The first step to develop the CSP is to make a status report of which SFD should be an integral part. Methodology used for data collection for developing an SFD includes review of secondary data, structured observations and direct measurements, key informant interviews (KIIs) and focus group discussions with relevant stakeholders like service providers,RWAs(Resident Welfare Associations), masons, sanitary inspectors, local NGOs etc. The data collected is thentriangulated. The SFD calculation tool (available at sfd.susana.org/) is used to produce the SFDs. The generated SFDs then become a part of CSP and are analyzed by CSTF (City Sanitation Taskforce) to propose necessary interventions in the CSP.
|Scenario||Number of cities||Stage at which SFDs were introduced|
|Scenario 1 (S1)||11 cities from different agro-climatic region (8 out of 11 cities already had a CSP).||SFDs developed after CSPs were already made|
|Scenario 2 (S2)||6 champion cities (2 cities each from Andhra Pradesh, Telangana and Kerala) out of 34 CSP cities.||SFDs developed during CSP finalization|
|Scenario 3 (S3)||10 Ganga Basin cities (4 from Uttar Pradesh, 4 from Bihar and 2 from West Bengal).||SFDs developed before CSPprocess is initiated|
|Total||27 cities throughout India|
Though there is high dependence of onsite sanitation systems, Figure 1.1, in the cities under study, most of the CSPs have neglected the FSM and go for conventional sewerage systems. Sinceno SFDs are available for S1 before CSPs were produced,the onsite systems were not acknowledged.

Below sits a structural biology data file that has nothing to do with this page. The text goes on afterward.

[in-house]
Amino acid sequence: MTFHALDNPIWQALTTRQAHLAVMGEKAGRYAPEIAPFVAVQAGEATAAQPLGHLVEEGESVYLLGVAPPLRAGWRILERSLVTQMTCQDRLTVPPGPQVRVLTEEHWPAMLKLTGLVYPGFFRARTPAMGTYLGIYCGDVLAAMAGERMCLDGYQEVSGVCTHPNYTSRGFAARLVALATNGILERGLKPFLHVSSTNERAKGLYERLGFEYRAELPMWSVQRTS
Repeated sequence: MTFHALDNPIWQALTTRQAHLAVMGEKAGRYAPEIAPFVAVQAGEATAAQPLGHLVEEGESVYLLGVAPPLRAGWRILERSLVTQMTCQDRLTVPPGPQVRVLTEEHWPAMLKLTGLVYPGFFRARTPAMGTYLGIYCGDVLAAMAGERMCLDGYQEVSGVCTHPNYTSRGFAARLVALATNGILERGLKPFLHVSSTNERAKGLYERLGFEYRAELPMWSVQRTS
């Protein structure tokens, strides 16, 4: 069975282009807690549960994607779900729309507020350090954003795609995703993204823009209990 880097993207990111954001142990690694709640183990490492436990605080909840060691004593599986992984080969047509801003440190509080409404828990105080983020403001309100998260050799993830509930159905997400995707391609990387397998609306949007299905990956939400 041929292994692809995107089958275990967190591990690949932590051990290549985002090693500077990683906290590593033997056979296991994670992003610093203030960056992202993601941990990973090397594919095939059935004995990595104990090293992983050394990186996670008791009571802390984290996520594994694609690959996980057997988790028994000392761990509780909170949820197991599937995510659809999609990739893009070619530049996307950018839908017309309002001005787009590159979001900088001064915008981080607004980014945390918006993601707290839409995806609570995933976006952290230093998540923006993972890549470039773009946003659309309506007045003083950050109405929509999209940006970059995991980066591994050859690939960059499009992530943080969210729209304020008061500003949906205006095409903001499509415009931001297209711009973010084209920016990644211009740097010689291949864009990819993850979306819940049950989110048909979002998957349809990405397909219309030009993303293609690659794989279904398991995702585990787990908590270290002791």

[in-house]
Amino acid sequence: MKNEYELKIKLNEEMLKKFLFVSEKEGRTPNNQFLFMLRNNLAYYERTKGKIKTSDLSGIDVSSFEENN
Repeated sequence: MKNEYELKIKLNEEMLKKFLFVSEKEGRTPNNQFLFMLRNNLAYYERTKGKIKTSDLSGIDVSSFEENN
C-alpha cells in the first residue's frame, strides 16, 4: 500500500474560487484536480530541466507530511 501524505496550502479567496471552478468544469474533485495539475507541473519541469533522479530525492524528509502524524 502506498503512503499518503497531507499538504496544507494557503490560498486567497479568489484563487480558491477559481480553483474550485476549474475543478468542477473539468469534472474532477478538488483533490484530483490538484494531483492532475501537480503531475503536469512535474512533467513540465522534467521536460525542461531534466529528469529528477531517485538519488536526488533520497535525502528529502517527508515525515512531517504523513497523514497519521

It is evident from the SFDs of these cities that there is a serious problem in handling of septage/faecal sludgefrom containment to disposal. Thereis also a major issue with the effluent from onsite systems e.g. septic tanks. Generally, this effluent ends up into the storm water drain/open drain which then ends up into local environment or waterbody. Hence the CSP should address all these points.
Addressing the need for appropriately conceived and implemented faecal sludge management (FSM) services from onsite sanitation systems is critical to improving sanitation systems is critical to improving sanitation services in urban areas (Blackett and Hawkins, 2016).
SFDs are proving to be good evaluation and advocacy tool. The CSTF gets a better idea of critical points of failure in the provision of urban sanitation services in a given city or town. The task force is in a better position to decide and prioritise the interventions, after analysing the SFDs of the cities.
Blackett, I. and Hawkins, P., 2016. Fecal Sludge Management Services Diagnostic and Decision-Support Tools: An Overview (Working Paper). Washington: The World Bank
Blackett, I. and Evans, B., 2015. Introducing the Fecal Waste Flow Diagram Approach [online]. Available from: http://www.susana.org/_resources/documents/default/3-2211-7-1442219928.pdf.
CSE. 2011. Policy paper on septage management in India.Available from:http://cseindia.org/content/research
Wankhade, K., 2015. Urban sanitation in India: key shifts in the national policy frame. Environment and Urbanization, 27(2), pp.555-572.
WaterAid. 2016. A tale of clean cities: Insights for planning urban sanitation from Ghana, India and the Philippines (synthesis report). London: WaterAid.